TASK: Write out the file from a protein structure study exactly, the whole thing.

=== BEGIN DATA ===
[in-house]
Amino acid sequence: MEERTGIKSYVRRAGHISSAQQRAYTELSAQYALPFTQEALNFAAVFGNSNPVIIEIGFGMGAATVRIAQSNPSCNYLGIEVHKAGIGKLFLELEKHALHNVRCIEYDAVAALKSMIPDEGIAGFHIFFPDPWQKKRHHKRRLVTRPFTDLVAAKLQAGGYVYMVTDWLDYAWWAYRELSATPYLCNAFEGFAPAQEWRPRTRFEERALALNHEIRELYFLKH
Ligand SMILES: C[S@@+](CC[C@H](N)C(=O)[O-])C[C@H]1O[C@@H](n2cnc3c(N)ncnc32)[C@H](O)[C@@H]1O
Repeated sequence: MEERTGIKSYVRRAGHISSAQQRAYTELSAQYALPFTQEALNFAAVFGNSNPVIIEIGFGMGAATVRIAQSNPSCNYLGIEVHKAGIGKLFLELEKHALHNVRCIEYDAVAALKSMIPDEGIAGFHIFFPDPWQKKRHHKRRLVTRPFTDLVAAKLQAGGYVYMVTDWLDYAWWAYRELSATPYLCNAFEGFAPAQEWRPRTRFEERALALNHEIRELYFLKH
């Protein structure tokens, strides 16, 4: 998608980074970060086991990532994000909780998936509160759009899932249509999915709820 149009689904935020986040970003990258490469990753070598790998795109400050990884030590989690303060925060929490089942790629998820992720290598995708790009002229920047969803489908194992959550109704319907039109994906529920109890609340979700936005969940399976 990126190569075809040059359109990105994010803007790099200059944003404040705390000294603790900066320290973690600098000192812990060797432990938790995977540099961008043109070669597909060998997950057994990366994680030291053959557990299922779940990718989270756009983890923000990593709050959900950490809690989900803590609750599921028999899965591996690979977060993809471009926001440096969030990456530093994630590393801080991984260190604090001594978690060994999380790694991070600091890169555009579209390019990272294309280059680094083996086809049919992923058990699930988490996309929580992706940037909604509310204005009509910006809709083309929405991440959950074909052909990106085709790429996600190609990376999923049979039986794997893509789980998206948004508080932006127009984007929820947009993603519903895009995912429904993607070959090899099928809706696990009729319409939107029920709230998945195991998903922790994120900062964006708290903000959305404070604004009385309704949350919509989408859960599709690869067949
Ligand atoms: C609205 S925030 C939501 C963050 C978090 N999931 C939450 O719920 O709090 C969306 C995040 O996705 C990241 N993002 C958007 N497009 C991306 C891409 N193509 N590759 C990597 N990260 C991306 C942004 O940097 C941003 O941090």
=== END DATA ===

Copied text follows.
[in-house]
Amino acid sequence: MEERTGIKSYVRRAGHISSAQQRAYTELSAQYALPFTQEALNFAAVFGNSNPVIIEIGFGMGAATVRIAQSNPSCNYLGIEVHKAGIGKLFLELEKHALHNVRCIEYDAVAALKSMIPDEGIAGFHIFFPDPWQKKRHHKRRLVTRPFTDLVAAKLQAGGYVYMVTDWLDYAWWAYRELSATPYLCNAFEGFAPAQEWRPRTRFEERALALNHEIRELYFLKH
Ligand SMILES: C[S@@+](CC[C@H](N)C(=O)[O-])C[C@H]1O[C@@H](n2cnc3c(N)ncnc32)[C@H](O)[C@@H]1O
Repeated sequence: MEERTGIKSYVRRAGHISSAQQRAYTELSAQYALPFTQEALNFAAVFGNSNPVIIEIGFGMGAATVRIAQSNPSCNYLGIEVHKAGIGKLFLELEKHALHNVRCIEYDAVAALKSMIPDEGIAGFHIFFPDPWQKKRHHKRRLVTRPFTDLVAAKLQAGGYVYMVTDWLDYAWWAYRELSATPYLCNAFEGFAPAQEWRPRTRFEERALALNHEIRELYFLKH
């Protein structure tokens, strides 16, 4: 998608980074970060086991990532994000909780998936509160759009899932249509999915709820 149009689904935020986040970003990258490469990753070598790998795109400050990884030590989690303060925060929490089942790629998820992720290598995708790009002229920047969803489908194992959550109704319907039109994906529920109890609340979700936005969940399976 990126190569075809040059359109990105994010803007790099200059944003404040705390000294603790900066320290973690600098000192812990060797432990938790995977540099961008043109070669597909060998997950057994990366994680030291053959557990299922779940990718989270756009983890923000990593709050959900950490809690989900803590609750599921028999899965591996690979977060993809471009926001440096969030990456530093994630590393801080991984260190604090001594978690060994999380790694991070600091890169555009579209390019990272294309280059680094083996086809049919992923058990699930988490996309929580992706940037909604509310204005009509910006809709083309929405991440959950074909052909990106085709790429996600190609990376999923049979039986794997893509789980998206948004508080932006127009984007929820947009993603519903895009995912429904993607070959090899099928809706696990009729319409939107029920709230998945195991998903922790994120900062964006708290903000959305404070604004009385309704949350919509989408859960599709690869067949
Ligand atoms: C609205 S925030 C939501 C963050 C978090 N999931 C939450 O719920 O709090 C969306 C995040 O996705 C990241 N993002 C958007 N497009 C991306 C891409 N193509 N590759 C990597 N990260 C991306 C942004 O940097 C941003 O941090």